I have an observation from South China I’d like to throw out. Most of the individuals I meet and converse with who have been raised along the Pearl River Delta are very informed about the west. Nearly anyone who speaks Cantonese watches Hong Kong television almost as much as they watch programmes from the mainland. While many migrant worker’s in the area are uninformed, and consequently hold some extremely strange beliefs and fears regarding America in particular, many of the people native to the region (illegally or legally) hold travel passes to HK and Macau and regularly interact with people from all over the world. I was out with friends one night during the middle of the anti-CNN/anti-France fiasco, and the majority of comments grummbled in my direction were from non-Cantonese. I know that a lot of the internet traffic on those issues was initially disseminated by groups like the 五毛党 or 50 cent party, and fervor boycotting french products died away relatively quickly. In the south people often have had direct contact or proximity to America and other western people, but they see the change in China as a process, and would not be willing to risk their businesses and material success in a statement that is likely not to have any great effect on China’s change. Chinese hear enough from their western business partners and friends about the difficulty of working with changing regulations and complex structures of the Chinese government, but without the ability to accelerate the pace of change, the locals in Canton would rather sit under the radar and benefit from the money they are able to make in business and on their properties and land. I am more interested in seeing what happens when the migrant workers intending to return to factories in the south find that they have no job left. The government is encouraging spending on consumer goods through the new purchasing rebate, but the migrant class whom they are trying to encourage to spend their money lacks the land taxes natives to many Canton areas collect as a safety net. I would guess that the government is particularly worried about the language of Charter 08 finding its way among the factory towns of the central and southern China after this years’ new years hiatus finishes. Labor in Canton has historically been a boilling point for these types of situations, and if the paper were to gain some real momentum, that is one particular area where I could imagine it happening.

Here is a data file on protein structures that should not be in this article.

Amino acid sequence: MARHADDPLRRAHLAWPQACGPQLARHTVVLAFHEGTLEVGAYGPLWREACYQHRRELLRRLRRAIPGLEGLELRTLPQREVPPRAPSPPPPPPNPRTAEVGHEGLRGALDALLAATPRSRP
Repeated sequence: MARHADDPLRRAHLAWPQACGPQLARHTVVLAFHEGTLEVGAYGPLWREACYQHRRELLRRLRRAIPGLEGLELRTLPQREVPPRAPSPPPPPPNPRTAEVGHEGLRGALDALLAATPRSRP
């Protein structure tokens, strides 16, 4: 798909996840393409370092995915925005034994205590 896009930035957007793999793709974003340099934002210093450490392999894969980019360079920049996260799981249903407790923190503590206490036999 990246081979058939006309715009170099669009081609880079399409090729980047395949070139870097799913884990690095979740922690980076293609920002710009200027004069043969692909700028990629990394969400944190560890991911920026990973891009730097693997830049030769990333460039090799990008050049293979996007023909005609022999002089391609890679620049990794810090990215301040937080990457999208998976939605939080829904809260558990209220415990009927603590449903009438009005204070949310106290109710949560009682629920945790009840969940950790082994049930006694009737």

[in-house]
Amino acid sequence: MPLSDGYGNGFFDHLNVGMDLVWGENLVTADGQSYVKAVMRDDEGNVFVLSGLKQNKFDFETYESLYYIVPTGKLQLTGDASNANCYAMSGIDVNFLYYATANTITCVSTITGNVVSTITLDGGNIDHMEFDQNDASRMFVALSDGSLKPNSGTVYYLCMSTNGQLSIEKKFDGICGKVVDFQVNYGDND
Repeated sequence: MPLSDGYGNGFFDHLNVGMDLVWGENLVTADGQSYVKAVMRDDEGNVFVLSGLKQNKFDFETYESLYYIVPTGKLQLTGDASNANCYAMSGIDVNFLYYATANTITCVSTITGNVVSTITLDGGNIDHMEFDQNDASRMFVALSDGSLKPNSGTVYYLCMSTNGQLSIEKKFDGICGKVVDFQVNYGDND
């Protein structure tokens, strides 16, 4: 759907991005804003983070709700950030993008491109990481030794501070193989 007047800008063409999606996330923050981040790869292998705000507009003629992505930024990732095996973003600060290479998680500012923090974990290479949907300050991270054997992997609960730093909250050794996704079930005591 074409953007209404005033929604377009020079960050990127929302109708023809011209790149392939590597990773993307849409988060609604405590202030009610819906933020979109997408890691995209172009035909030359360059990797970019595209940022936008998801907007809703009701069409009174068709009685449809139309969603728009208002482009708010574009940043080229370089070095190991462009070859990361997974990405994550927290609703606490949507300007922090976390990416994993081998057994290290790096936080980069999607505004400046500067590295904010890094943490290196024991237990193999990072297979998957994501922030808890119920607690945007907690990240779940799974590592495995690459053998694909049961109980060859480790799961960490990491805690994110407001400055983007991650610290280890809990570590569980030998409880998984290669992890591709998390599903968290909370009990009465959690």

January 30, 2009 @ 11:46 am | Comment

Hi! Jing,
Death never deters believers. For example, millions of Chinese Communists were slaughtered by their enemies simply for their belief in the fabled Communism, which never came into being, but still was more than enough to inspire so many to die for it. The big monument in Tian’an’men Square built for the revolutionary martyrs now is mocking them for their futile deaths for the cause that has been proven to be a failure–the Chinese revolution has been reversed and Communism failed. The West leads and Democracy rules the world now. Counter-revolution was removed a long time ago from the Chinese law as a crime.

Democracy and freedom inspire people more than any other ideology. You may wonder why the Chinese gvnt doesn’t kill a few signatories but watches the matter to grow bigger, as the govt never hesitated to kill anyone against it before? Now time is different. The Chinese govt is an outcaste in the world and has not justice on its side. The only way left for it to survive is to develop the economy and appease the people.

January 30, 2009 @ 12:37 pm | Comment

It’s more than polemical what Roland says there; it’s quite calculated.


January 30, 2009 @ 6:46 pm | Comment

Richard, thanks for reporting on Charter 08, I’m very glad to learn that it struggles on!

“I had already signed it hundreds of times in my heart” – I will remember that touching quote next time I hear someone declare that Chinese are “not ready for democracy”.

And thanks for reminding me why I quit reading ESWN long ago.

January 31, 2009 @ 12:21 am | Comment

In This New Year, I Want To Praise The Chinese Communist Party Even More

There was a brand of bicycle produced by China, the brand name is “Forever”. It is a very heavy, very sturdy, but very ugly and very clumsy looking. It does not have much stylish decorations and looks very rusty.